Boffins 'cage the demon' of white phosphorus
Moleculo-prison could neutralise hellfire weapon
Cambridge boffins have discovered a crafty molecular "cage" which can be used to imprison the "demon" chemical, white phosphorus, famous for burning inextinguishably and for its sometimes questionable military uses. Cleanup and transport of white phosphorus should now become much simpler and safer.
Phosphorus, as the Cambridge scientists note, has been known for centuries for its tendency to burst into flame on exposure to air. Even submerging burning phosphorus in water doesn't put it out properly - it merely slows combustion down, depending on the amount of oxygen in the water. Once the chemical is removed - perhaps just partially removed - from the water it's liable to start blazing again unpredictably as it dries out.
But phosphorus is useful stuff, handy for making weedkillers, insecticides and fertilisers. It's also popular for military use: phosphorus creates battlefield smokescreens much faster and better than any other filler, and at sea its ability to keep burning vigorously even semi-immersed makes it popular for flares and markers.
As a result, most armed forces have an array of white-phos munitions in their armouries - ranging from grenades up to heavy artillery shells. Though WP isn't designed or intended as an anti-personnel weapon - you would normally be able to inflict more casualties using the same weight of regular blast/frag rounds - it has shocking and nasty effects if purposely or accidentally used as such. Blazing particles of phosphorus can burn their way into a victim's body, where they keep on flaming and inflict excruciating pain.
Clearing up partially-burned or unexploded phosphorus rounds is particularly troublesome and hazardous owing to the tendency of the stuff to reignite when moved or disturbed. As a rule of thumb one in ten of any kind of munition doesn't function as designed, so there's always cleanup to do - and with phosphorus weapons, even a munition which works to spec will normally leave unburned particles of the chemical lying around afterwards.
An instance of this is the procedure followed by Royal Navy disposal teams dealing with the large partially-functioned phos markers which commonly wash up on UK beaches*. The responding divers generally prefer to wrap the entire munition in explosives on the spot and detonate them, so completely incinerating any remaining filler. (This follows incidents where markers being moved by hand or vehicle for disposal elsewhere burst into flame inconveniently.)
But now, Cambridge stinks brainboxes Prasenjit Mal, Boris Breiner and Jonathan Nitschke - collaborating with Finnish fellow-boffin Kari Rissanen - have invented a cunning new method for dealing with phosphorus. It seems that one can combine formyl-pyridine and diaminobiphenyl disulfonate with iron to form a molecular tetrahedron with a central void space in its middle. This four-sided "cage" can be made to form around molecules of phosphorus, locking them up so that they can't combine with oxygen.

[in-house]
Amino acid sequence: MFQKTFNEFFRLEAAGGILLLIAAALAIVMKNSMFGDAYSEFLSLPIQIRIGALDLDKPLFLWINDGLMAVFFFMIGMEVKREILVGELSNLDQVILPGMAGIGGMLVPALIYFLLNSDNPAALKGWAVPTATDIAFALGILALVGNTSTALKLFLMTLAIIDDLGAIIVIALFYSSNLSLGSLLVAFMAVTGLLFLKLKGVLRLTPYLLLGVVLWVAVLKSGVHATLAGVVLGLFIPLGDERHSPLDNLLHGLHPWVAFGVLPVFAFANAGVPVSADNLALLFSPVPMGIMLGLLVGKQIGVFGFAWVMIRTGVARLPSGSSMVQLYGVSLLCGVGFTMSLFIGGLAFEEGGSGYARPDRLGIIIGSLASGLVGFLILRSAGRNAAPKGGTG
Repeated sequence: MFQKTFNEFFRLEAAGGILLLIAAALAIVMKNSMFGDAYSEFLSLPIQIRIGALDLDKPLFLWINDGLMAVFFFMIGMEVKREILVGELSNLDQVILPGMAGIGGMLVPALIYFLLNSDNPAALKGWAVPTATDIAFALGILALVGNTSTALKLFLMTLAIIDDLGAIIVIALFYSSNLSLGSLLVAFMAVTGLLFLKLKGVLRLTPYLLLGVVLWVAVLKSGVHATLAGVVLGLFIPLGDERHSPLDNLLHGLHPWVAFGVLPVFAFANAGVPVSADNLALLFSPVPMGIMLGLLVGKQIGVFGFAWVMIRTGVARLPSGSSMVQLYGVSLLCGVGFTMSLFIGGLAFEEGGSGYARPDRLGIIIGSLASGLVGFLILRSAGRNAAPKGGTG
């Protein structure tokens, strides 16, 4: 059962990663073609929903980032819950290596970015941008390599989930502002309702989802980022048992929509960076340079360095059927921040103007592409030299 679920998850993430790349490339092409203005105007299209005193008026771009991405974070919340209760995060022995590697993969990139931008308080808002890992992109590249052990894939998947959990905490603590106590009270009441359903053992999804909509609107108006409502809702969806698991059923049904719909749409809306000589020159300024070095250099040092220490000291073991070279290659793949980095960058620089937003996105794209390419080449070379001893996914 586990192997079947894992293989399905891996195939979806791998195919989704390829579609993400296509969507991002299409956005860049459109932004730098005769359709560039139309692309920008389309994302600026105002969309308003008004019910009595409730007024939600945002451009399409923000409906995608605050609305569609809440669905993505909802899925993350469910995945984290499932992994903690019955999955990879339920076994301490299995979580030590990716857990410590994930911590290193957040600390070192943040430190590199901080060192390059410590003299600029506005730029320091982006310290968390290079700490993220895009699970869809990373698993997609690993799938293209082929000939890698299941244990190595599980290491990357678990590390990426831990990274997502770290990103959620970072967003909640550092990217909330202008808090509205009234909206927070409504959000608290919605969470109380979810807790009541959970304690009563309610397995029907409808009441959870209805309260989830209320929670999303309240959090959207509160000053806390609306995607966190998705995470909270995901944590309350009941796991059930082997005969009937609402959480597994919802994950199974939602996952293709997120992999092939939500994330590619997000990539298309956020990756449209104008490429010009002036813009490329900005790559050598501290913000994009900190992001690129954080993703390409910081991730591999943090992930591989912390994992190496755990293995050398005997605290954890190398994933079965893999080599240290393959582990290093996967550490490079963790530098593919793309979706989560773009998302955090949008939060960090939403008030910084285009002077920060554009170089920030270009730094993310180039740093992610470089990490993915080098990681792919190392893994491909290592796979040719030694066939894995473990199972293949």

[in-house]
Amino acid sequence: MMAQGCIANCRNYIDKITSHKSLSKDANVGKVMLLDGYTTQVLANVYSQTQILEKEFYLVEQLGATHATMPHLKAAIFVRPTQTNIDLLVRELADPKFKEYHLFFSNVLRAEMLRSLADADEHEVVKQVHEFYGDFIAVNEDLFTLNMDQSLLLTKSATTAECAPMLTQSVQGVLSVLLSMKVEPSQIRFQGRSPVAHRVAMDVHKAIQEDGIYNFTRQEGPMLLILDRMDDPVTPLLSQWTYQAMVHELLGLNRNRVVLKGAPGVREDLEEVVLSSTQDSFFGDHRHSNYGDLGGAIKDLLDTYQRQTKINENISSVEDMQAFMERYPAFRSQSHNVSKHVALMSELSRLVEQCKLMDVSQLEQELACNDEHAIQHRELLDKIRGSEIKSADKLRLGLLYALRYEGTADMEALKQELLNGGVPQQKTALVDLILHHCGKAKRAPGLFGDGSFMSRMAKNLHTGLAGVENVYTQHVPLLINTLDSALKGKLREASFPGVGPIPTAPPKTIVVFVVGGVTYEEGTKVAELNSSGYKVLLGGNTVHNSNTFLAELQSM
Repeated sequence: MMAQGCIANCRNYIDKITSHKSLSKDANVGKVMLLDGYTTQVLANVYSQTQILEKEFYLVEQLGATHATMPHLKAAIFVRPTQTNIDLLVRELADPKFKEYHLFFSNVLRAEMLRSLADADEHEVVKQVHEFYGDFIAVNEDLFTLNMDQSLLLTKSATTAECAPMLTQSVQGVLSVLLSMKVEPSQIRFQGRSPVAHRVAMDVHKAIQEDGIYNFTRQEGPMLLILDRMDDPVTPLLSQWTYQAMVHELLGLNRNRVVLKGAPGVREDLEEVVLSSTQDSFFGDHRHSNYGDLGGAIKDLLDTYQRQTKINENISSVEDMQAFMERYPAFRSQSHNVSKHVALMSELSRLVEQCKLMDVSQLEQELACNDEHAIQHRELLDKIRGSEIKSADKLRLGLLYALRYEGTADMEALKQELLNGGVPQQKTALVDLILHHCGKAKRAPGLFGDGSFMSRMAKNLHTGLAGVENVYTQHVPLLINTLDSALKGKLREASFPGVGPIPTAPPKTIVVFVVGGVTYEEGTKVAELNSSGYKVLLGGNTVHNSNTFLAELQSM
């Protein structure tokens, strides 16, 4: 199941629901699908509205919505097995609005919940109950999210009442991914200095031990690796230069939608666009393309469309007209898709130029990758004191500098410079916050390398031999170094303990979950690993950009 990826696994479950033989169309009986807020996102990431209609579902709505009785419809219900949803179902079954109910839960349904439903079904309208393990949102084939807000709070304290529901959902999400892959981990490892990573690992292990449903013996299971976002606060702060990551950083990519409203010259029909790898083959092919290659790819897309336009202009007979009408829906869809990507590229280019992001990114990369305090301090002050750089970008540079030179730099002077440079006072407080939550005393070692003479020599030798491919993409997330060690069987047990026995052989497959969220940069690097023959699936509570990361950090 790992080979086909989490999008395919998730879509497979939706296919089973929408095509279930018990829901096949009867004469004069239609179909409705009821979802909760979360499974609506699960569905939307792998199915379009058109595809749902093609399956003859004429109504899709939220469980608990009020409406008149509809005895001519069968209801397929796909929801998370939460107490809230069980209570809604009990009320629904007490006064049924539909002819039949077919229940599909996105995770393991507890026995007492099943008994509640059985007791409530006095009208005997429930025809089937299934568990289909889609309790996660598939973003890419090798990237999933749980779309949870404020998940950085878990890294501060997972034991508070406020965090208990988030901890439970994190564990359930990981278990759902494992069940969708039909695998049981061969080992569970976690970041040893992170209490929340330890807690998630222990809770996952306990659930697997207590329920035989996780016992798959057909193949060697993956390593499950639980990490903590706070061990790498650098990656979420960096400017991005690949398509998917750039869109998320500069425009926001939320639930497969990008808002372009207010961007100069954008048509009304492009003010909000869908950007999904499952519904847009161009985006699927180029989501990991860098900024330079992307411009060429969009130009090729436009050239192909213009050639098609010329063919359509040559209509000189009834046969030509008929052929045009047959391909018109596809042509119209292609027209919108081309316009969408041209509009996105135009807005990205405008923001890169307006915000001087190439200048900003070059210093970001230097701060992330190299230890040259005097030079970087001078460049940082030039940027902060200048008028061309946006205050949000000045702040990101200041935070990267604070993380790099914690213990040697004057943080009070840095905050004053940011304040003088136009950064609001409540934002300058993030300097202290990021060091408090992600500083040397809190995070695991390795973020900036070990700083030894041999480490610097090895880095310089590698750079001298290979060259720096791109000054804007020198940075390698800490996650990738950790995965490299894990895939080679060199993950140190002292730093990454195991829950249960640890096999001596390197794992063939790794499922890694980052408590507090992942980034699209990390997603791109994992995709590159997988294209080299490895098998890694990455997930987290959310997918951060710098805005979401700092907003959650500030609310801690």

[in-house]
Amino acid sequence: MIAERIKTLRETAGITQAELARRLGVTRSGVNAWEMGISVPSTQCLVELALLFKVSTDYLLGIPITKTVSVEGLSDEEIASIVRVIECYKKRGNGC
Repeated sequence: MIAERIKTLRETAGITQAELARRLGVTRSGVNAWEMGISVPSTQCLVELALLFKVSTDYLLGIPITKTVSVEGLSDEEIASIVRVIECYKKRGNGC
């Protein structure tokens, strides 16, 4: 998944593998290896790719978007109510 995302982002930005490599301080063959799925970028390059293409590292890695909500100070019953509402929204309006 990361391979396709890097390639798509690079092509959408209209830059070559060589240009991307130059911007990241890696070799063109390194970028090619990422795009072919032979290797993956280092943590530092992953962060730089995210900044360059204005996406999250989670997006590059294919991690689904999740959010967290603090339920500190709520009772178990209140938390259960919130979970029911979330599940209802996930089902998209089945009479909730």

Bigger "cages" might lock up chemical-warfare agents too
As the boffins put it on their webpage:
Within the cage, ordinarily pyrophoric P4 molecules become air-stable! ... The cage does not stabilize its guest through hermetic exclusion of oxygen, but rather through a constrictive mechanism. The reaction of O2 with P4 would proceed through a transition state too large for the cage's cavity.
"It is foreseeable that our technique might be used to clean up a white phosphorous spill, either as part of an industrial accident or in a war zone," says Dr Nitschke. "In addition to its ability to inflict grievous harm while burning, white phosphorous is very toxic and poses a major environmental hazard."
The chemicals required to make the cage are apparently "inexpensive". The trick might also be used as a means of handling and transporting phosphorus in industry, as well as cleaning up spills. According to the chemists one can easily release the demon from its cage as desired, by adding benzene.
Apart from phosphorus, the Cambridge boffins are now working on new cube and dodecahedron cages which could hold bigger molecules. They think these could be used to deliver chemical "payloads" such as drugs or fragrances, which would be released from the cages by a suitable signal compound. Dr Nitschke also believes that the new, larger cages could be used to clean up or transport other harmful molecules such as chemical weapons.
Full-on boffinry detail is published in Science magazine (subscription required) today. ®
*The Royal Navy has responsibility for all explosive ordnance disposal (EOD) tasks below the high-water mark around the UK's coasts. Teams of mine-clearance divers based at Plymouth, Portsmouth and Faslane deal with these jobs among other things. Your correspondent commanded the Plymouth team from 2001 to 2004.
Munitions found above the high-water mark are usually (but not exclusively) an Army responsibility. It is rumoured that teams from both services, faced with a tiresome or inconveniently-timed task, have been known to move a piece of ordnance up or down the beach to the other side of the high-tide line in order to hand the problem off to someone else.